The number of persons at work in the household is the number of persons that described their Principal Economic Status as Employed.
Tenure status refers to the nature of the accommodation in which the household resides. The status is provided by the respondent during the interview and responses are classified into the following two categories:
Further tenure specification is also provided for at risk of poverty after rent and mortgage interest:
Households categorised as Rented: from Local Authority are those that stated they rent from the Local Authority and for whom there is no indication of a housing support in the form of Rent Supplement, Rental Accommodation Scheme (RAS), or Housing Assistance Payment (HAP). Those categorised as Rented: other forms of social housing support were in receipt of Rent Supplement, RAS, or HAP. Households Rented: without housing supports are those households paying rent but not living in local authority housing nor found to be in receipt of Rent Supplement, RAS or HAP.
From 2020 onwards, areas are now classified as Urban or Rural based on the following area populations derived from Census of Population 2016:
The regional classifications in this release are based on the NUTS (Nomenclature of Territorial Units) classification used by Eurostat. The NUTS boundaries were amended on 21st November 2016 under Regulation (EC) No.2066/2016 and took effect from 1st January 2018. Results are presented at NUTS 2 level. See Information Note for Data Users: revision to the Irish NUTS 2 and NUTS 3 Regions.
This is the share of persons with an equivalised income below a given percentage (usually 60%) of the national median income. It is also calculated at 40%, 50% and 70% for comparison. The rate is calculated by ranking persons by equivalised income from smallest to largest and then extracting the median or middle value. Anyone with an equivalised income of less than 60% of the median is considered at risk of poverty at a 60% level.
Households that are excluded and marginalised from consuming goods and services which are considered the norm for other people in society, due to an inability to afford them, are considered to be deprived. The identification of the marginalised or deprived is currently achieved on the basis of a set of eleven basic deprivation indicators:
Individuals who experience two or more of the eleven listed items are considered to be experiencing enforced deprivation. This is the basis for calculating the deprivation rate.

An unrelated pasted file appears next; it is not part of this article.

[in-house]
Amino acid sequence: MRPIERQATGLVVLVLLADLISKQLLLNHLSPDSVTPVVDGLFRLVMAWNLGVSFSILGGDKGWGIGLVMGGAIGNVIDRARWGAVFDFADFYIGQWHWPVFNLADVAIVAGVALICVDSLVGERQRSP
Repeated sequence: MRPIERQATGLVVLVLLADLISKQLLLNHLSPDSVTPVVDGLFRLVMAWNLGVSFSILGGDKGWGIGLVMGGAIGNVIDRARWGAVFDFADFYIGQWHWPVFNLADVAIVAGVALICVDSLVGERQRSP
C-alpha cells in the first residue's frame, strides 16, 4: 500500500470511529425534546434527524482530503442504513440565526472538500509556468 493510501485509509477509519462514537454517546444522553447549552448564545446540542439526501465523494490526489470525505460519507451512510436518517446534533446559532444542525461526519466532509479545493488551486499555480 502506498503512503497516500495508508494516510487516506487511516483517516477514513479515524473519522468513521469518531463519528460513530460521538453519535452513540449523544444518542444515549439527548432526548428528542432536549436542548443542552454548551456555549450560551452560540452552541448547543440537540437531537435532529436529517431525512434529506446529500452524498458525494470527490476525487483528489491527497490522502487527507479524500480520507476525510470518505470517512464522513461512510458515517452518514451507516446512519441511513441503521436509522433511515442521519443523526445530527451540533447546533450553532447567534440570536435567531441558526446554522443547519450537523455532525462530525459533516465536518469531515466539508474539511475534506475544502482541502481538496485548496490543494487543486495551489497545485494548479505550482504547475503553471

The consistent poverty measure looks at those persons who are defined as being at risk of poverty and experiencing enforced deprivation (experiencing two or more types of deprivation).
An individual is defined as being in ‘consistent poverty’ if they are
This is the difference between the median equivalised income of persons below the at-risk-of-poverty threshold and the at-risk-of-poverty threshold, expressed as a percentage of the at-risk-of-poverty threshold. The purpose of the indicator is to measure how far below the poverty threshold the median income of people at risk of poverty is. The closer the median income of those at risk of poverty is to the at risk of poverty threshold the smaller the percentage will be.
This indicator is calculated based on an alternative measure of equivalised income, excluding all social transfers. From 2020, social transfers in SILC refers to cash benefits received from local and state government. Any person with an equivalised income before social transfers of less than 60% of the median after social transfers is considered at risk of poverty before social transfers (i.e. the same threshold is used for calculating the rate before and after social transfers).
This indicator is calculated based on an alternative measure of equivalised income, excluding the total rent paid and mortgage interest. The total rent paid includes housing supports such as the Housing Assistance Payment (HAP), Rent Supplement, Rental Assistance Scheme (RAS) which were included in the household income. Any person with an equivalised income after rent and mortgage interest of less than 60% of the median before rent and mortgage interest is considered at risk of poverty after rent and mortgage interest (i.e. the same threshold is used for calculating the rate before and after rent and mortgage interest is deducted).
This is the relationship between cumulative shares of the population (ranked according to the level of income from lowest to highest) and the cumulative share of total income received by them, i.e. the Lorenz Curve. If there was perfect equality (i.e. each person receives the same income) the Gini coefficient would be 0%. A Gini coefficient of 100% would indicate there was total inequality and the entire national income was in the hands of one person.
Calculation of the Gini Coefficient
Wgti = Final calibrated weight per individual
Eq_Inci= Equivalised disposable income
Inequality of income distribution (S80/S20) quintile share ratio
This is the ratio of the total equivalised income received by the 20% of persons with the highest income (top quintile) to that received by the 20% of persons with the lowest income (lowest quintile).
Estimates produced from SILC data by the CSO are based on national definitions of income, equivalence scale, deprivation etc. These are not directly comparable with EU-SILC estimates produced on the Eurostat website. See Eurostat - Income and Living Conditions.
The Central Statistics Office wishes to thank the participating households for their co-operation in agreeing to take part in the SILC survey and for facilitating the collection of the relevant data.